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Based on our readings this module and past readings technology integration in the classroom should be purposeful and lead to positive outcomes for students. I think the same should be true of teacher professional development, it should prepare teachers to change their teaching. That might sound simple, but it seems without a radical and a continual change to the traditional methods for planning and getting professional development the status quo will continue. Luckily there are pockets of change happening. I came across a few different examples in the resource I found and the resources my colleagues in this program shared. Together they show change happening.
How Professional Development is Changing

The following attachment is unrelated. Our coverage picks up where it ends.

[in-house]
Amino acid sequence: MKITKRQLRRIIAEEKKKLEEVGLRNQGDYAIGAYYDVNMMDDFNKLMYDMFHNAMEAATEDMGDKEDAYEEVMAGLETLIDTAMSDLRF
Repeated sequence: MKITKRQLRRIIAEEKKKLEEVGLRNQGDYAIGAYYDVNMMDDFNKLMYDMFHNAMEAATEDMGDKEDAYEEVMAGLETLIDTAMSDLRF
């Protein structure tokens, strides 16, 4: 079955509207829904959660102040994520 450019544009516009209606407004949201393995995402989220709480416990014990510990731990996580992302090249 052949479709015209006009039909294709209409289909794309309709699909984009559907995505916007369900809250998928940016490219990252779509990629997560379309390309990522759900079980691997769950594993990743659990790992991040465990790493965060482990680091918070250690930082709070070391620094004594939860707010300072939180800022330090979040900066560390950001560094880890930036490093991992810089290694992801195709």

In my resource from EdSurge, I found a great example of how buildings can begin to change their professional development offerings to bring about change. The high school I read about designed their back to school PD around a need they noticed through observation, personalized learning. Then the leadership team for the school decided to create a back to school professional development event that included personalized learning to show teachers how powerful it is, and to teach them by doing (Campbell & McDonough, 2017). The building redesigned their traditional back to school PD session, which amazingly went for 2 weeks, and included a tic-tac-toe board game of choice. Within those choice they allowed teachers to be leaders. Much like an unconference there was room to guide sessions as participants wanted. This school decided to integrate some technology tools into their trainings, like using Remind to send out PD updates, or Google docs to change agendas, but it wasn’t the focus of most sessions. One brilliant choice they made that stood out to me was, to collect data at the end of the PD from teachers and then they used that data to drive the learning sessions throughout the year. They even asked teachers to continue their learning and published the slide deck, The Learn Project, (Campbell & McDonough, 2017). In doing those things they gave the teachers choice and a voice in their learning and it seems to have paid off.